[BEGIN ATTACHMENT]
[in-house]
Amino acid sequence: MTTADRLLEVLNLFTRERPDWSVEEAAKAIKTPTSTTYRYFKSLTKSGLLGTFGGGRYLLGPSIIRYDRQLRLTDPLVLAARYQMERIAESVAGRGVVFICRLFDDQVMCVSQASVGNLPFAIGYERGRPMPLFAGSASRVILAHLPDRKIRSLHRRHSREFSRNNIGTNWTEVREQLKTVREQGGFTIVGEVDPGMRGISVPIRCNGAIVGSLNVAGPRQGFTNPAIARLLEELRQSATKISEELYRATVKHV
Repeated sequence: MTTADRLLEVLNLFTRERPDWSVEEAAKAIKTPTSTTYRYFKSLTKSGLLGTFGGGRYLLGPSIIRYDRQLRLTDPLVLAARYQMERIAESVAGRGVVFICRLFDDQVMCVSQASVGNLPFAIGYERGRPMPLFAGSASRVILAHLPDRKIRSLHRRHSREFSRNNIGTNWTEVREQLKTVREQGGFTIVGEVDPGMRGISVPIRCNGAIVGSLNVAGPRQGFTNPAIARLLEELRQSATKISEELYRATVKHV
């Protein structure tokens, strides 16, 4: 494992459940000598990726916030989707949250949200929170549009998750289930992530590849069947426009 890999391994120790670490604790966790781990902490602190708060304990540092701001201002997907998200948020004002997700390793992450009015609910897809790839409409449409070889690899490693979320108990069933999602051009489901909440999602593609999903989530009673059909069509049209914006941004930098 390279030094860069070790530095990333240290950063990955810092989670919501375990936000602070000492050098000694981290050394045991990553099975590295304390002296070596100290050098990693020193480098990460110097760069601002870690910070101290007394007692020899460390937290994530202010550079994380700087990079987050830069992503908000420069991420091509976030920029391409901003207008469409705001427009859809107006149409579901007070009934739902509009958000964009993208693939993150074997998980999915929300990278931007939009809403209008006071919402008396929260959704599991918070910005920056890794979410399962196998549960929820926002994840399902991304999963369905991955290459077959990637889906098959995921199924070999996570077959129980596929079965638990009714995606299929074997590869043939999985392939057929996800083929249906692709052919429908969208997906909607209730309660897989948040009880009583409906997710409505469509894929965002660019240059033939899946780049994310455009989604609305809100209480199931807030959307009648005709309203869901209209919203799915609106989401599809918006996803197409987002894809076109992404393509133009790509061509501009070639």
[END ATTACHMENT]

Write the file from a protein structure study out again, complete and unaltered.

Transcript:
[in-house]
Amino acid sequence: MTTADRLLEVLNLFTRERPDWSVEEAAKAIKTPTSTTYRYFKSLTKSGLLGTFGGGRYLLGPSIIRYDRQLRLTDPLVLAARYQMERIAESVAGRGVVFICRLFDDQVMCVSQASVGNLPFAIGYERGRPMPLFAGSASRVILAHLPDRKIRSLHRRHSREFSRNNIGTNWTEVREQLKTVREQGGFTIVGEVDPGMRGISVPIRCNGAIVGSLNVAGPRQGFTNPAIARLLEELRQSATKISEELYRATVKHV
Repeated sequence: MTTADRLLEVLNLFTRERPDWSVEEAAKAIKTPTSTTYRYFKSLTKSGLLGTFGGGRYLLGPSIIRYDRQLRLTDPLVLAARYQMERIAESVAGRGVVFICRLFDDQVMCVSQASVGNLPFAIGYERGRPMPLFAGSASRVILAHLPDRKIRSLHRRHSREFSRNNIGTNWTEVREQLKTVREQGGFTIVGEVDPGMRGISVPIRCNGAIVGSLNVAGPRQGFTNPAIARLLEELRQSATKISEELYRATVKHV
């Protein structure tokens, strides 16, 4: 494992459940000598990726916030989707949250949200929170549009998750289930992530590849069947426009 890999391994120790670490604790966790781990902490602190708060304990540092701001201002997907998200948020004002997700390793992450009015609910897809790839409409449409070889690899490693979320108990069933999602051009489901909440999602593609999903989530009673059909069509049209914006941004930098 390279030094860069070790530095990333240290950063990955810092989670919501375990936000602070000492050098000694981290050394045991990553099975590295304390002296070596100290050098990693020193480098990460110097760069601002870690910070101290007394007692020899460390937290994530202010550079994380700087990079987050830069992503908000420069991420091509976030920029391409901003207008469409705001427009859809107006149409579901007070009934739902509009958000964009993208693939993150074997998980999915929300990278931007939009809403209008006071919402008396929260959704599991918070910005920056890794979410399962196998549960929820926002994840399902991304999963369905991955290459077959990637889906098959995921199924070999996570077959129980596929079965638990009714995606299929074997590869043939999985392939057929996800083929249906692709052919429908969208997906909607209730309660897989948040009880009583409906997710409505469509894929965002660019240059033939899946780049994310455009989604609305809100209480199931807030959307009648005709309203869901209209919203799915609106989401599809918006996803197409987002894809076109992404393509133009790509061509501009070639």